It took a while, but 802.11ac-2013 will break existing Wi-Fi speed-records with a screaming 7 Gbps of data in the 5GHz range., finally started showing up in the summer of 2013. That's fast, but faster is on its way.
Of course, none of these standards actually deliver as fast in the field as they do on the testbench. For example, current shipping 802.11ac devices actually top out at 400 to 800 Megabits per second (Mbps).
I expect devices using the next generation 802.11ac to crack the 1Gbps in the real world and perhaps reach speeds as high as 2.5Gbps. At that speed, wired businesses, which typically use 1Gbps Ethernet, will face situations where Wi-Fi will be able to replace conventional desktop networks in some offices.
802.11ac can beat the pants off earlier technologies, such as 802.11n, by using larger channels for data throughput in the 5GHz spectrum These broader channels use 80 MHz-wide channels, instead of 802.11n's 40Mhz channels to deliver data faster.
According to the IEEE, 802.11ac 2013 "adds channel bandwidths of 80 MHz and 160 MHz with both contiguous and non-contiguous 160 MHz channels for flexible channel assignment." Channels that broad don't leave a lot of room in the available 5GHz bandwidth for multiple access points (AP) so setting up a business 802.11ac-2013 network is going to require a lot of work to avoid virtual wireless traffic jams.
The IEEE also claims that by adding higher order modulation in the form of 256 quadrature amplitude modulation (QAM), the data rate will increase by 33 percent. "A further doubling of the data rate is achieved by increasing the maximum number of spatial streams to eight.
Finally, and the most radical change, the new IEEE 802.11ac "introduces a revolutionary new technology to support multiple concurrent down-link transmissions, referred to as 'multi-user multiple-input, multiple-output' (MU MIMO). By using smart antenna technology, MU MIMO enables more efficient spectrum use, higher system capacity and reduced latency by supporting up to four simultaneous user transmissions. This is particularly useful for client devices with a limited number of antennas, such as smartphones and tablets."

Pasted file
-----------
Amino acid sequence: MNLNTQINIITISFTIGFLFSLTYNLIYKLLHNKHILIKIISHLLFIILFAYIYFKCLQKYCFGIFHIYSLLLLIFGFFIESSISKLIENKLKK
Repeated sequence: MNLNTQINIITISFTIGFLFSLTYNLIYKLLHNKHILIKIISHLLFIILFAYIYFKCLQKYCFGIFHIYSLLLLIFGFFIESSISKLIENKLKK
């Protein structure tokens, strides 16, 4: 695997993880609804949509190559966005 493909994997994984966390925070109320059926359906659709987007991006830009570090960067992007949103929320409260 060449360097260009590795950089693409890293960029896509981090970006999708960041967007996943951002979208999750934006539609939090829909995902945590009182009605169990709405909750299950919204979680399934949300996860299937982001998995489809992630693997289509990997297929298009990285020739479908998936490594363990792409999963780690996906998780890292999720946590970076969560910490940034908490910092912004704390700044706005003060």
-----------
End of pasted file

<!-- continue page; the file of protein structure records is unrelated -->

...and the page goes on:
"As wireless networks become more widely deployed, users are able to transition applications from fixed links to the convenience, freedom and versatility of wireless links," said Bruce Kraemer, chair of the IEEE 802.11 working group in a statement.
He continued, “These transitions create an evolutionary demand to enhance the capacity of wireless networks in order to support the increasing number of users, as well as new classes of applications with higher bandwidth requirements. Moreover, as WLAN usage of shared spectrum grows, the wireless access mechanisms need to be improved to achieve higher multi-user throughput. IEEE 802.11ac is intended to meet these evolving needs for higher data rates and to help enable new generations of data-intensive wireless applications."
That all sounds good, but the big question is: When will companies actually start shipping 802.11ac-2013 gear? No one is saying yet. I expect the usual suspects -- Cisco, Linksys, D-Link, and Juniper -- will start shipping early adopter gear by the 3rd quarter of 2014 and mass production runs will appear in time for the 2014 holiday season.